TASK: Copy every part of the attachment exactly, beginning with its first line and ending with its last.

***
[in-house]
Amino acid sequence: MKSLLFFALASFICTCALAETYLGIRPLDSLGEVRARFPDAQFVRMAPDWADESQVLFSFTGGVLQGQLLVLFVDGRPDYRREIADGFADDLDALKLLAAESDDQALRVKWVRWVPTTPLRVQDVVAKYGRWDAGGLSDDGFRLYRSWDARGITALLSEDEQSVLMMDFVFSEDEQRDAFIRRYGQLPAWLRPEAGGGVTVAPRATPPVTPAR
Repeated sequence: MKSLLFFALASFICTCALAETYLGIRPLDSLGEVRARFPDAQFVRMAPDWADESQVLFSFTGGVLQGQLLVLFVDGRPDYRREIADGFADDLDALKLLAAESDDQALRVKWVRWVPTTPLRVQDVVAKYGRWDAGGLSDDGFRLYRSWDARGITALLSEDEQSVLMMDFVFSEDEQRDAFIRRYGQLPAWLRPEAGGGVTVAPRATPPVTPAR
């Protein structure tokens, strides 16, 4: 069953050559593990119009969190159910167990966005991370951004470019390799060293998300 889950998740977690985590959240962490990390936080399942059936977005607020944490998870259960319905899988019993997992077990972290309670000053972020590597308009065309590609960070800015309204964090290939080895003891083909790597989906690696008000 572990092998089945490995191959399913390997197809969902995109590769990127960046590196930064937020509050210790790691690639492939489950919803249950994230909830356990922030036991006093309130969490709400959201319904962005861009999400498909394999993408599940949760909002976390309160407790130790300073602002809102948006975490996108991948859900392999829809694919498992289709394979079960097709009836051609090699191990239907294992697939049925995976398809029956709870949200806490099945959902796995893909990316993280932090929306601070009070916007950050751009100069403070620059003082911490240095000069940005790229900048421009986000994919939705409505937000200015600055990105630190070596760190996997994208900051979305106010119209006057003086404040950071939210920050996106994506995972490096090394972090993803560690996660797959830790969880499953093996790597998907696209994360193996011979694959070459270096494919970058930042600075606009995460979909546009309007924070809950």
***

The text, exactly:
[in-house]
Amino acid sequence: MKSLLFFALASFICTCALAETYLGIRPLDSLGEVRARFPDAQFVRMAPDWADESQVLFSFTGGVLQGQLLVLFVDGRPDYRREIADGFADDLDALKLLAAESDDQALRVKWVRWVPTTPLRVQDVVAKYGRWDAGGLSDDGFRLYRSWDARGITALLSEDEQSVLMMDFVFSEDEQRDAFIRRYGQLPAWLRPEAGGGVTVAPRATPPVTPAR
Repeated sequence: MKSLLFFALASFICTCALAETYLGIRPLDSLGEVRARFPDAQFVRMAPDWADESQVLFSFTGGVLQGQLLVLFVDGRPDYRREIADGFADDLDALKLLAAESDDQALRVKWVRWVPTTPLRVQDVVAKYGRWDAGGLSDDGFRLYRSWDARGITALLSEDEQSVLMMDFVFSEDEQRDAFIRRYGQLPAWLRPEAGGGVTVAPRATPPVTPAR
């Protein structure tokens, strides 16, 4: 069953050559593990119009969190159910167990966005991370951004470019390799060293998300 889950998740977690985590959240962490990390936080399942059936977005607020944490998870259960319905899988019993997992077990972290309670000053972020590597308009065309590609960070800015309204964090290939080895003891083909790597989906690696008000 572990092998089945490995191959399913390997197809969902995109590769990127960046590196930064937020509050210790790691690639492939489950919803249950994230909830356990922030036991006093309130969490709400959201319904962005861009999400498909394999993408599940949760909002976390309160407790130790300073602002809102948006975490996108991948859900392999829809694919498992289709394979079960097709009836051609090699191990239907294992697939049925995976398809029956709870949200806490099945959902796995893909990316993280932090929306601070009070916007950050751009100069403070620059003082911490240095000069940005790229900048421009986000994919939705409505937000200015600055990105630190070596760190996997994208900051979305106010119209006057003086404040950071939210920050996106994506995972490096090394972090993803560690996660797959830790969880499953093996790597998907696209994360193996011979694959070459270096494919970058930042600075606009995460979909546009309007924070809950």